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. Botany; principles and problems. Botany. THE SPERM A TOPII VTA 347 structure (the stigma) which is nearby. Since the egg cells are buried in the nuccllar tissue, it is evident that the male gametes cannot approach them directly, as in the lower plants, and a new structure has accordingly been developed which conveys them to the egg. This is the pollen-tube. It arises from the pollen-grain as a slender, thin-walled projection and into it the contents of the gi'ain passes, led by the tube-nucleus.. Fig. 218.—Development of the male gametophyte in a gymnosperm (Pine). A, longitudinal section (d

. Botany; principles and problems. Botany. THE SPERM A TOPII VTA 347 structure (the stigma) which is nearby. Since the egg cells are buried in the nuccllar tissue, it is evident that the male gametes cannot approach them directly, as in the lower plants, and a new structure has accordingly been developed which conveys them to the egg. This is the pollen-tube. It arises from the pollen-grain as a slender, thin-walled projection and into it the contents of the gi'ain passes, led by the tube-nucleus.. Fig. 218.—Development of the male gametophyte in a gymnosperm (Pine). A, longitudinal section (d Stock Photo
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RH8WCJ

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1842 x 1357 px | 31.2 x 23 cm | 12.3 x 9 inches | 150dpi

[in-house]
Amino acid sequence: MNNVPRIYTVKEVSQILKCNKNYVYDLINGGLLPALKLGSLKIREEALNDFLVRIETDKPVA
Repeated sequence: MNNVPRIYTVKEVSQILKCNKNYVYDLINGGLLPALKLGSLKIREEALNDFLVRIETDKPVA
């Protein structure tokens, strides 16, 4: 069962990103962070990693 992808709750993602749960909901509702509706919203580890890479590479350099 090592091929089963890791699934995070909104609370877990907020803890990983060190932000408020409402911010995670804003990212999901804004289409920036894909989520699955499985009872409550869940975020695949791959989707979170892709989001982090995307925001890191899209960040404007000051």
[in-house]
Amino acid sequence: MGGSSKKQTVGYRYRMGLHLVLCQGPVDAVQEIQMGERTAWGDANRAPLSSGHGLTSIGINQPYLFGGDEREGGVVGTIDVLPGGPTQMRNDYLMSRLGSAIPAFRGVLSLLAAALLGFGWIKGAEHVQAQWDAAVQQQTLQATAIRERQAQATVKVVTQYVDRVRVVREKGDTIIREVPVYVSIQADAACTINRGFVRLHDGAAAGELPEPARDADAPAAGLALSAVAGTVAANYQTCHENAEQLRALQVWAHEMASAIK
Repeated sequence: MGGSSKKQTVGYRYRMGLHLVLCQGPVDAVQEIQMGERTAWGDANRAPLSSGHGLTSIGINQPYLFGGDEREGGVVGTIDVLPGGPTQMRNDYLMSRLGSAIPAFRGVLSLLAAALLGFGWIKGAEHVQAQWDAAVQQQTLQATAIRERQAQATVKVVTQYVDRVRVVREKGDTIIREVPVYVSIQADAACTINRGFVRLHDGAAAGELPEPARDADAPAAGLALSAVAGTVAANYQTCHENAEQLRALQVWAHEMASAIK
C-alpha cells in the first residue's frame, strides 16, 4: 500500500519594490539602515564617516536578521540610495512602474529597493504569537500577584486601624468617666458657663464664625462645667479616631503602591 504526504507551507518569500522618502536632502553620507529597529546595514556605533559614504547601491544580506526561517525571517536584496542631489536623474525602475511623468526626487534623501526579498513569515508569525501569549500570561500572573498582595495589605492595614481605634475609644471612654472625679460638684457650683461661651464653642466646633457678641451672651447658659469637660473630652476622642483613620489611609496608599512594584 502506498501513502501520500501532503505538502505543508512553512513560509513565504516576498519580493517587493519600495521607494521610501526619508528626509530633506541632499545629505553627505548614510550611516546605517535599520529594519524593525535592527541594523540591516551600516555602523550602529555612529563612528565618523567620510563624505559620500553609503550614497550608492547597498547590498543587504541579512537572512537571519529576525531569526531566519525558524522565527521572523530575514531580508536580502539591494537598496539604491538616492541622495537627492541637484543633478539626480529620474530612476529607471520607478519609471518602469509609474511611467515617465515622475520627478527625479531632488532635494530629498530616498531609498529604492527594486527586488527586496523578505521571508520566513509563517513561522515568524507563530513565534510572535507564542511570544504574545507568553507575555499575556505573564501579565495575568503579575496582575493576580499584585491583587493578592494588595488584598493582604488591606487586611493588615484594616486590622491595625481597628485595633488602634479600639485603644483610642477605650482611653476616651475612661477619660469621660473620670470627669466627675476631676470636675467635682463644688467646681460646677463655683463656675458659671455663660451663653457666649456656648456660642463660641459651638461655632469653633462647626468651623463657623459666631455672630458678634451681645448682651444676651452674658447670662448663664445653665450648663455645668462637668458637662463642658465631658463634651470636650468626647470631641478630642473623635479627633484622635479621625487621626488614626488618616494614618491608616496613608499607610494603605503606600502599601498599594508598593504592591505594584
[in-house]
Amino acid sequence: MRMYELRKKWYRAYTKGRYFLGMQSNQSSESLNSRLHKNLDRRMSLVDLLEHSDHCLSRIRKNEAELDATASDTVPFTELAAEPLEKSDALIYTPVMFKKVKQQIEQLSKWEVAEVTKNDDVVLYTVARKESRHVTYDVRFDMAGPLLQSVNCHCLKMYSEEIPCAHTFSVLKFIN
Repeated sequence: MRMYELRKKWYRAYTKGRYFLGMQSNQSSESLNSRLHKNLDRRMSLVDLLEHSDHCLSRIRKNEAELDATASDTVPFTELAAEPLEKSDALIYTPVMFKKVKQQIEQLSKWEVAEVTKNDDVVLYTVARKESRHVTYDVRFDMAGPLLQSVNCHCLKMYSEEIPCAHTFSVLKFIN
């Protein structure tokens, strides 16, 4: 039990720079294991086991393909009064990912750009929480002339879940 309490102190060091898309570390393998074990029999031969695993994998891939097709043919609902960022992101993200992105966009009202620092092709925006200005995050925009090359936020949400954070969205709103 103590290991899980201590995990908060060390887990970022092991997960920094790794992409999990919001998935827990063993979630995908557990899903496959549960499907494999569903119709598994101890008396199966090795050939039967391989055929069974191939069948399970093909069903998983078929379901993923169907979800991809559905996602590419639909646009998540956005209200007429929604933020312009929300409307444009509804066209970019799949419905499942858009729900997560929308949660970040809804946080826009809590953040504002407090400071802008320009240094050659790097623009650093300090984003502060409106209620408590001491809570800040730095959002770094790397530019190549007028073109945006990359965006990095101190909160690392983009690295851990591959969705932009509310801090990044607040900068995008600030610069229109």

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. Botany; principles and problems. Botany. THE SPERM A TOPII VTA 347 structure (the stigma) which is nearby. Since the egg cells are buried in the nuccllar tissue, it is evident that the male gametes cannot approach them directly, as in the lower plants, and a new structure has accordingly been developed which conveys them to the egg. This is the pollen-tube. It arises from the pollen-grain as a slender, thin-walled projection and into it the contents of the gi'ain passes, led by the tube-nucleus.. Fig. 218.—Development of the male gametophyte in a gymnosperm (Pine). A, longitudinal section (diagrammatic) of a staminate or "male" cone. B, one of the sporophylls from A, much enlarged. The sporangium is filled with micro- spores or pollen, in various stages of development. C, section across the sporo- phyll at right angles to that in B, showing the two sporangia which are borne on each sporophyll. D, a mature pollen grain. The outer wall (in the case of pine pollen) is p^iffed out somewhat at two points, forming balloon-like "wings" which add to the buoyancy of the grain. The single nucleus of the megaspore has now divided to form the generative cell, lying next the wall, and the tube nucleus, in the center of the cell. E, a germinating pollen grain. The tube nucleus follows close behind the end of the growing tube. The generative cell has divided into a stalk cell (lighter) and a body cell (darker). F, the end of the pollen-tube just before fertilization. The body cell has developed into the two male cells or gametes, which have now come down the tube and are ready to effect fertilization. Fertilization and Seed-production (Figs. 217 and 229).—The poll(Mi tube grows rapidly and penetrates the tissues, much as a fungus filament penetrates the tissues of its host, until it reaches the embryo-sac and the egg-cells. A large nucleus in the tube, often the only one at this point except the tube nucleus, now divides into two male gametes, and as the

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